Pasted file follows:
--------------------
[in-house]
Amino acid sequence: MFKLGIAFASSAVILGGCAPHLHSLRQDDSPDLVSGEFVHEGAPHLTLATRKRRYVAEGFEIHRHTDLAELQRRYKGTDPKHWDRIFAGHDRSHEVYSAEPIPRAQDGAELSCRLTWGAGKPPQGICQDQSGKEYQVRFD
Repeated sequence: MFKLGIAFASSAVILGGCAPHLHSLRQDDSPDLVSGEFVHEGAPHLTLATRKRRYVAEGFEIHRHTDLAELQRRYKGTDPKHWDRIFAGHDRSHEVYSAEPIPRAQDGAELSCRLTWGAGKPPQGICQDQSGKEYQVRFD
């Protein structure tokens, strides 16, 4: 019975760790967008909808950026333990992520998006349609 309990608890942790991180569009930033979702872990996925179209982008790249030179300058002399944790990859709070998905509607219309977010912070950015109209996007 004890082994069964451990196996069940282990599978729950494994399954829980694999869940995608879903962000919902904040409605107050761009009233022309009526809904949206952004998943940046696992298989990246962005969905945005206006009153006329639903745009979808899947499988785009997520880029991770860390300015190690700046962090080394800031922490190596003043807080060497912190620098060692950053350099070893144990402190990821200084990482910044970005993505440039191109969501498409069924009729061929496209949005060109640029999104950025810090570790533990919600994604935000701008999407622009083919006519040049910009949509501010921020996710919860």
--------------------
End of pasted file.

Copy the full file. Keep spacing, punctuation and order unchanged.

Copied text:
[in-house]
Amino acid sequence: MFKLGIAFASSAVILGGCAPHLHSLRQDDSPDLVSGEFVHEGAPHLTLATRKRRYVAEGFEIHRHTDLAELQRRYKGTDPKHWDRIFAGHDRSHEVYSAEPIPRAQDGAELSCRLTWGAGKPPQGICQDQSGKEYQVRFD
Repeated sequence: MFKLGIAFASSAVILGGCAPHLHSLRQDDSPDLVSGEFVHEGAPHLTLATRKRRYVAEGFEIHRHTDLAELQRRYKGTDPKHWDRIFAGHDRSHEVYSAEPIPRAQDGAELSCRLTWGAGKPPQGICQDQSGKEYQVRFD
């Protein structure tokens, strides 16, 4: 019975760790967008909808950026333990992520998006349609 309990608890942790991180569009930033979702872990996925179209982008790249030179300058002399944790990859709070998905509607219309977010912070950015109209996007 004890082994069964451990196996069940282990599978729950494994399954829980694999869940995608879903962000919902904040409605107050761009009233022309009526809904949206952004998943940046696992298989990246962005969905945005206006009153006329639903745009979808899947499988785009997520880029991770860390300015190690700046962090080394800031922490190596003043807080060497912190620098060692950053350099070893144990402190990821200084990482910044970005993505440039191109969501498409069924009729061929496209949005060109640029999104950025810090570790533990919600994604935000701008999407622009083919006519040049910009949509501010921020996710919860």